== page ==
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Self Interest – Adam Smith says GO!

Does a celebrity get behind a cause without being first impacted?
Maybe, but probably not. Therefore their actions are selfish in nature first, then self less.

As you read this, you may think I’m insensitive to others, but I’m really just thinking about my own lack of action related to causes I’m not impacted by personally.

It relates to this blog how? Web 2.0 basics.

Web 2.0 is misunderstood by investors and entrepreneurs alike. As I often do, I’ll attempt to connect, through some way off metaphor, how entrepreneurs can pay attention. Know the difference, think better and waste less of your precious resource, time and money.

Adam Smith (click here if you said who?) first defined Web 2.0 in his often controversial book, the Wealth of Nations.

The concept of the ‘invisible hand’ is one where there are unintentional benefits from the selfish pursuits of individuals. For example, the attention our country has from Michael J. Fox’s pursuit of Parkinson’s reasearch.

The Web 2.0 entrepreneur is after the ‘intentional’, albeit maybe invisible to the user, benefits of selfish pursuit.

So much talk (yap yap) about community and user reviews to build value. Ok, agree, there is value there. But it’s not the unintentional benefit, those things are intentional. Ever see the first review of a book? is it every not GLOWING? It still fools some people though, but most of us know the writer or publisher, or manager, or someone with self interest wrote that. There is an entire industry of consultants that pursue ‘social marketing’. Those are intentional mechanisms.

Really want to see the impact? sort the reviews by ‘negative first’ and you’ll have a different view. Even THOSE are full of intentional sabotage, although maybe not as much, most people are good.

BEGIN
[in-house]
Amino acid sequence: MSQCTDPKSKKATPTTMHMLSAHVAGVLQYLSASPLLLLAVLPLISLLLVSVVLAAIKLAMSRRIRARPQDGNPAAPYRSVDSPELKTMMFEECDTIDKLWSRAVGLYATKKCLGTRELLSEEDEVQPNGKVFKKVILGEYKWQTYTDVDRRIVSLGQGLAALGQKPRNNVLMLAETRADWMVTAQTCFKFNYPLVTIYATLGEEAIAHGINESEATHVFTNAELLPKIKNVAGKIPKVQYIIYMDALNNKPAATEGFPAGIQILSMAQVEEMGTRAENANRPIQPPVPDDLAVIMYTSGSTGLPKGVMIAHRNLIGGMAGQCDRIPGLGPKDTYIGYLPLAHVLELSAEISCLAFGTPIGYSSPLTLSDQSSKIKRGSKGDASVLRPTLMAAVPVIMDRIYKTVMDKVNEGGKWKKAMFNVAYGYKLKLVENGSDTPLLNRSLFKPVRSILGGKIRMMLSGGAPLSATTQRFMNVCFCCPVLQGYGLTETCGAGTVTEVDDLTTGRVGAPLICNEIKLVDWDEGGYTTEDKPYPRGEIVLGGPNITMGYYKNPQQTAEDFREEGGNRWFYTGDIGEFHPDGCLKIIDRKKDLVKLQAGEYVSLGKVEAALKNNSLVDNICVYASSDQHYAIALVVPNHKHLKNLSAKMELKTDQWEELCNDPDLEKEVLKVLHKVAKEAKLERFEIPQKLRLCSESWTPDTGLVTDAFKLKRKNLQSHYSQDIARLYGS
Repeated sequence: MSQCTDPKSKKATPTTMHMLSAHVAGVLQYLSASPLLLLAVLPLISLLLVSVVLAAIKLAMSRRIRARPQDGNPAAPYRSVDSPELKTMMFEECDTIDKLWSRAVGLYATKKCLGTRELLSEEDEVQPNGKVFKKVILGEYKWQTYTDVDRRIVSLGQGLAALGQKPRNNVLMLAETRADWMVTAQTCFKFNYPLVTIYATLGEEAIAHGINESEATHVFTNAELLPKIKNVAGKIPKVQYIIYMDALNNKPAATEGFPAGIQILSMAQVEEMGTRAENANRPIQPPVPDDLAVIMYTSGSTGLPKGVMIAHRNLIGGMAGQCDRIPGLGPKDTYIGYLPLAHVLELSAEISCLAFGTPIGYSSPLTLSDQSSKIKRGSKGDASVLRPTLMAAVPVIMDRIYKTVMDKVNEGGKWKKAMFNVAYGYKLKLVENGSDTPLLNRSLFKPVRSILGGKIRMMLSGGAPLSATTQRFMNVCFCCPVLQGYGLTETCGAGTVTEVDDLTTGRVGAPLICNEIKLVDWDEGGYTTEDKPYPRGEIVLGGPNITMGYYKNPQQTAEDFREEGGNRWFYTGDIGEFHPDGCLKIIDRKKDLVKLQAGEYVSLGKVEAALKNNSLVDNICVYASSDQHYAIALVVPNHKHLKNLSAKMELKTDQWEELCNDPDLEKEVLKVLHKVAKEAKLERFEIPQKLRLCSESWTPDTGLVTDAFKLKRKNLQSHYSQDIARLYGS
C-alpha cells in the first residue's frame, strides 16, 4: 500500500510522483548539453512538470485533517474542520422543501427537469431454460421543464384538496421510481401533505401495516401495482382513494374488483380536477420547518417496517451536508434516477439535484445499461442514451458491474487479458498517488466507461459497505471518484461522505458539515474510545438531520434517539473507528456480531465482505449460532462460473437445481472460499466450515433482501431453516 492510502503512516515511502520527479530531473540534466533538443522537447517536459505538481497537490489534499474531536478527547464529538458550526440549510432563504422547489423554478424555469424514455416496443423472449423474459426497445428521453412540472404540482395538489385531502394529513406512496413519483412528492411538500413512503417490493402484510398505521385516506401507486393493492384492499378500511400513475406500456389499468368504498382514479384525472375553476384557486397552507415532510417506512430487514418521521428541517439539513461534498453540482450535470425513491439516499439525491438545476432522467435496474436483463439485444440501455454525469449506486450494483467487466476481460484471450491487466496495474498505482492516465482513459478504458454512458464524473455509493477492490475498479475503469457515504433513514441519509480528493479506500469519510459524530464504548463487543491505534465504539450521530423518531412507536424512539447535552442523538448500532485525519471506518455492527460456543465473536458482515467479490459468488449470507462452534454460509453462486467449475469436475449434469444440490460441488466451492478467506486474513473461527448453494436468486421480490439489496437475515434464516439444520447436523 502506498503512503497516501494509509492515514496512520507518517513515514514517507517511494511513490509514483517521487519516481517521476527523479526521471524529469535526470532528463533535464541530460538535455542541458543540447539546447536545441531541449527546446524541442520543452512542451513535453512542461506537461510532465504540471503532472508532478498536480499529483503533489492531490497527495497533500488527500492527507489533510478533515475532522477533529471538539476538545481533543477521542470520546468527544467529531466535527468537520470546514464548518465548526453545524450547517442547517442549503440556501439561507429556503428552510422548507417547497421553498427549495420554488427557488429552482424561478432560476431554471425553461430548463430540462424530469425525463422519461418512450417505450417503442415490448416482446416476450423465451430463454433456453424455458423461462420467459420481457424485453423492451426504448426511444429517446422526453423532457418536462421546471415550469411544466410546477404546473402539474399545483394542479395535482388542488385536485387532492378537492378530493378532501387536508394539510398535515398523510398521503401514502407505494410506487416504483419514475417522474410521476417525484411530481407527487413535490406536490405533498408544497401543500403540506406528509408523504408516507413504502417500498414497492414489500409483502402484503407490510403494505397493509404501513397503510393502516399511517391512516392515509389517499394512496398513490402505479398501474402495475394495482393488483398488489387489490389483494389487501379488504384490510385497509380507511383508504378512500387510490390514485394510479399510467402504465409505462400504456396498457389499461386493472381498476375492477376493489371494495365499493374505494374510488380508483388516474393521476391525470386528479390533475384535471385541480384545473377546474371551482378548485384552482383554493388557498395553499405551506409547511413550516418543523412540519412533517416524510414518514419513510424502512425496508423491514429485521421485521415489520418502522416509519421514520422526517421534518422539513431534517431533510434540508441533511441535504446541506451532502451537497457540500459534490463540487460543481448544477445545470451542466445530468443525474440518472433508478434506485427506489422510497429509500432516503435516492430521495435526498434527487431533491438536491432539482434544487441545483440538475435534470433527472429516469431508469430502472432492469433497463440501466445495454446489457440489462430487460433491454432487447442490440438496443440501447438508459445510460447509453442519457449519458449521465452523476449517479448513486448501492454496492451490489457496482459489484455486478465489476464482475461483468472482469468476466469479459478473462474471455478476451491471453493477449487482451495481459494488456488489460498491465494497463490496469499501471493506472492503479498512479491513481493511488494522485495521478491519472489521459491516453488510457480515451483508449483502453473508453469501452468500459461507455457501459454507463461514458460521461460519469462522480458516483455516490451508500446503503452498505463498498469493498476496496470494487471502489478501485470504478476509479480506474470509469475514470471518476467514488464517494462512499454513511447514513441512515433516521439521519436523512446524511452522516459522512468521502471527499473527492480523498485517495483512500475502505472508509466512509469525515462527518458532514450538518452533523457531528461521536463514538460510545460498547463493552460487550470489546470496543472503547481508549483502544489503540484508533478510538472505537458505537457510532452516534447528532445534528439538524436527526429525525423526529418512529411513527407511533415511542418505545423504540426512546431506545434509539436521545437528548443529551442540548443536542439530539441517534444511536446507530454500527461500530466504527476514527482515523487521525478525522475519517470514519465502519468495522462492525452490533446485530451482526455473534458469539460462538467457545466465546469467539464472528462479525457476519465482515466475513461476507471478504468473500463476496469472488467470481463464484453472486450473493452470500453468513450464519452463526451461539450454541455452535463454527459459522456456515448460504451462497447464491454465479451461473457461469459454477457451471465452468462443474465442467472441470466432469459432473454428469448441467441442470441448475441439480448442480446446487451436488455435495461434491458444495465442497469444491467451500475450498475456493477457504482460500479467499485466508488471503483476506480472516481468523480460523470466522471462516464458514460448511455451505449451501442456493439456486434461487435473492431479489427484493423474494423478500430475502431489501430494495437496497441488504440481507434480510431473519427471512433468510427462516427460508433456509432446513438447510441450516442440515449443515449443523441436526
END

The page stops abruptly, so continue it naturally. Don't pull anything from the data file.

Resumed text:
It is a very elusive model. It is dependent upon passive collection of data and then using it for the benefit of the ‘next’ customer and so on. Buzz word = collective intelligence.

Even ebay, the ‘often used example’ of feedback system. It is still active, not passive. People must feel compelled, which has little selfish purpose other than the ‘ass kissing’ you leave me good feedback and I’ll leave you good feedback. Adam Smith would passively roll in his grave.

Here is a very simple serivce, but one I feel describes best the concept of selfish purpose with unintentional positive consequesnces. ISNSFW (is not suitable for work)

Simply, you use this service to ‘put a rating’ on links you share with friends. It provides them a ‘caution’ when they click the link. You at work? It is a selfish use to say ‘hey friend, don’t click if you are not in a place that is private enough for viewing’. This private place might be physical location to avoid the over the sholuder coworkers, or over the shoulder IT departments, tracking your every move.

Example “dude…check this out..hahaha”’s not really offensive, just a test of the ‘in case it was offensive broadcasting system’.

As the service is used, the company could anonomysly collect links by ‘rating’. This provides future value to other customers who may want to see, top 10 offensive links, etc.

They are providing a service that is used selfishly and provides unintended value, but the developers intended it to work that way…web 2.0. Understanding the very subtle difference can be the difference between success and repeated failure.

This test still holds water…. Try asking yourself these questions, answer yes or no…scale 1-5, whatever, just be honest with yourself.

Does my idea …

Q1: have services, not packaged software, with cost-effective scalability?
Q2: have control over unique, hard-to-recreate data sources that get richer as more people use them?
Q3: trust users as co-developers?
Q4: harness collective intelligence?
Q5: leverage the long tail through customer self-service?
Q6: deliver software above the level of a single device?
Q7: have lightweight user interfaces, development models, AND business models?

This video says it so clear in :51 seconds

These questions are derived from an old article by Tim O’Reilly.
you should read it.